I don't know how to feel about the series of mistakes I made that day in arranging travel. Part of me feels somewhat sad that I have lost my knack of travelling. And the other part, I am a little bit happy that I have settled enough in London that I no longer have that knack of travelling.

After so many years of consulting and travelling, it's almost like I am becoming a normal human being.

Posted by GregW 13:36 Archived in England Tagged air_travel Comments (0)

Definition for the Morning Commute: Lumping

Gregwtravels creates a new word to define a part of his morning commute

sunny 14 °C

I moved down to South London a few months back, now living in Battersea. As part of my new life south of Thames, I no longer commute into work using the tube. I am now going "overground."

Southern_T..Station.jpg

Overground is how Londoners describe the commuter trains. The trains come in from all directions - north, east and west - but are most prevalent in the south. This is because there are few tube lines south of River, so the trains act as us Southerners rapid transit solution.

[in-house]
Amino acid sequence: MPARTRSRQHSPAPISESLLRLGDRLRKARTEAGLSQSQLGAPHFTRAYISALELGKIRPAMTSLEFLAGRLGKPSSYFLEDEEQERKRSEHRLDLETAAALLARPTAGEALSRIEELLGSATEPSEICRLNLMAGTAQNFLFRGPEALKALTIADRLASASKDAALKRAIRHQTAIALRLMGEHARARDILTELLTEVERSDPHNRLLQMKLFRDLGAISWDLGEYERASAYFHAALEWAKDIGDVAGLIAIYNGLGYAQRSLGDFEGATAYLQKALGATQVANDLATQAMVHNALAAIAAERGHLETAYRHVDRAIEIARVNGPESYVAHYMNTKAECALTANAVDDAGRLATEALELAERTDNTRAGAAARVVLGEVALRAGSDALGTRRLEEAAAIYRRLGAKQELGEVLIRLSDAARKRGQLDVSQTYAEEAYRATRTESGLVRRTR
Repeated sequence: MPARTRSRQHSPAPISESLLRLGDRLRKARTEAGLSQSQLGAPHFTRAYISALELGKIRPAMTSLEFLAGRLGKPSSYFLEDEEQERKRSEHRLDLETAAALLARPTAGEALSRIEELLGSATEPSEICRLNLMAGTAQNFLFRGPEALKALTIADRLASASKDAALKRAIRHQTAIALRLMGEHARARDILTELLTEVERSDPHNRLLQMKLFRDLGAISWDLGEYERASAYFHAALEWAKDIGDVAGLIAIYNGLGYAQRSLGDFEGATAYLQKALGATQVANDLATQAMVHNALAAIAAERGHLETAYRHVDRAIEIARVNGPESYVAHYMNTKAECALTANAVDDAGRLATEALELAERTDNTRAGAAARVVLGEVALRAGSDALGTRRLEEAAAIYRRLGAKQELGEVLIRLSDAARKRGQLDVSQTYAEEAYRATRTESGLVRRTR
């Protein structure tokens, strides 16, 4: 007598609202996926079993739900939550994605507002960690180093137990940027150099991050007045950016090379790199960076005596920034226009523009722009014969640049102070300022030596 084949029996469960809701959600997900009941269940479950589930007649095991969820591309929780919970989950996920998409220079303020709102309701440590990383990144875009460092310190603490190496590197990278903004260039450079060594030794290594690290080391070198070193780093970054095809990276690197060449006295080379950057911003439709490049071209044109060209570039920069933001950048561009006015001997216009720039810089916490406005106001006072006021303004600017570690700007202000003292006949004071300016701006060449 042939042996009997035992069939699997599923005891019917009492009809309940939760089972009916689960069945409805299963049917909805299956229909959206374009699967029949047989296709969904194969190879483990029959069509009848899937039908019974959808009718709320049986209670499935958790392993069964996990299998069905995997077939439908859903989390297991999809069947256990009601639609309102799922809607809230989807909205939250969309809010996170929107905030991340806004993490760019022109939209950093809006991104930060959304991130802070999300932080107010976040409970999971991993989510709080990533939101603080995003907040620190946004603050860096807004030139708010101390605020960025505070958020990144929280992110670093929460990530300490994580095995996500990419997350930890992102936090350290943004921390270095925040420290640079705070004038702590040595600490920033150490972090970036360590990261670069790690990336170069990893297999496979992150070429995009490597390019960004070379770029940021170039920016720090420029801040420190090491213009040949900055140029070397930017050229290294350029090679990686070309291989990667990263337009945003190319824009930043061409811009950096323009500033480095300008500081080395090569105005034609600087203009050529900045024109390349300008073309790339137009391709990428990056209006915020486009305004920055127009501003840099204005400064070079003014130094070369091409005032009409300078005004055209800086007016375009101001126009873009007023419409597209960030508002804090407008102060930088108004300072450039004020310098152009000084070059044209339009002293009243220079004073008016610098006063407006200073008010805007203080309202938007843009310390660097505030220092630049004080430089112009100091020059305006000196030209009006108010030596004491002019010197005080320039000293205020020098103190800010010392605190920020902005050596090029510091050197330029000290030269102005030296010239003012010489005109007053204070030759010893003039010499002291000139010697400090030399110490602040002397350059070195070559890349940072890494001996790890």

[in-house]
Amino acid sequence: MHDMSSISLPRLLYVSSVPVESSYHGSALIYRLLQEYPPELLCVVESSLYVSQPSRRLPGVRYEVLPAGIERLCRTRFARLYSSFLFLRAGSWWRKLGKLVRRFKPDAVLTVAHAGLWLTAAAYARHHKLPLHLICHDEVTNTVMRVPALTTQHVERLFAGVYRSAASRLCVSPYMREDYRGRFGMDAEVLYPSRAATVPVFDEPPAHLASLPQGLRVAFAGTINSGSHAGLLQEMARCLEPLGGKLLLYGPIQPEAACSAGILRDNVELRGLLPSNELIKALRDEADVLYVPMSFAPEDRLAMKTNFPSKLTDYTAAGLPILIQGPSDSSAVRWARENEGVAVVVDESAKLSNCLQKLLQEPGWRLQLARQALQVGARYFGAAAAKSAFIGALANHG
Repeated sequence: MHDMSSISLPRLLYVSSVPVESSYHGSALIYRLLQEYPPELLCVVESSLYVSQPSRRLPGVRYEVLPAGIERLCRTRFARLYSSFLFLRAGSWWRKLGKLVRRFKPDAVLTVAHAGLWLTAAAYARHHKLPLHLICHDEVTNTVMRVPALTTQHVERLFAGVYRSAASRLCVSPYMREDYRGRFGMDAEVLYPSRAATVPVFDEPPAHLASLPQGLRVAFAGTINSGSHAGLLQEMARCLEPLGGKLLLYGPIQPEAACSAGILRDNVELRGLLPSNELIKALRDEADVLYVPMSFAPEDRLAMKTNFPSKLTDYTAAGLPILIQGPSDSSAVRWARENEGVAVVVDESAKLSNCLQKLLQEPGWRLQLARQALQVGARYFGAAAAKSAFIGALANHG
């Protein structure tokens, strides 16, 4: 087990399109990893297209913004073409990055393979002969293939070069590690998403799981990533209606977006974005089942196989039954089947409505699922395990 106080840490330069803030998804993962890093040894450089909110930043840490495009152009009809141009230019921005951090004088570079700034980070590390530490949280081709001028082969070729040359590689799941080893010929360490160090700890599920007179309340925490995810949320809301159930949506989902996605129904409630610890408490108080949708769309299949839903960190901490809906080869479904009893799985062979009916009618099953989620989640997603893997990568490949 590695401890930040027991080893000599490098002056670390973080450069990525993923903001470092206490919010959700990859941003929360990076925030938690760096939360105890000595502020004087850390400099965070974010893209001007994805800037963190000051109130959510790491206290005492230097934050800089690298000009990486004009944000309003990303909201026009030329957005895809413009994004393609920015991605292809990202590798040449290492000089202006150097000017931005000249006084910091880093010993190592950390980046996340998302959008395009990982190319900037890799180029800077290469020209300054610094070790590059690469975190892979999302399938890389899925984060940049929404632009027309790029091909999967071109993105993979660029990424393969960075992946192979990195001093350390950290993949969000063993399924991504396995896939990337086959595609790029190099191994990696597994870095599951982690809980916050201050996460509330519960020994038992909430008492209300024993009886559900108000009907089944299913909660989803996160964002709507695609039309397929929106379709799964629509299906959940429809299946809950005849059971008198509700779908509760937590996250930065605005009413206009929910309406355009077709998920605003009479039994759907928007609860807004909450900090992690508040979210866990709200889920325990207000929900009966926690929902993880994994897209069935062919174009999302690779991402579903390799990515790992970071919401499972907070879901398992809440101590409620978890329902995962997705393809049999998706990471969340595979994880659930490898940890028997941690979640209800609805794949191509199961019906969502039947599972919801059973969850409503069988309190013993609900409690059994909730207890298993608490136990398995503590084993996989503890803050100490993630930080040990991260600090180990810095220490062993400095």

My local station is Clapham Junction station. Clapham Junction is "Europe's busiest train station" by the number of trains which pass through it. There are 2,000 trains a day which pass through the station. Clapham Junction is on the mainlines running into Victoria and Waterloo stations, and away from London heading to the southwest and south.

During the busiest hour there are 180 trains per hour passing through Clapham Junction. 117 of those trains stop at the station.

Clapham_Ju..busiest.jpg

The good news is that means I never have to wait long for a train heading to Waterloo, near where I work. There is usually a train every two minutes during the rush hour.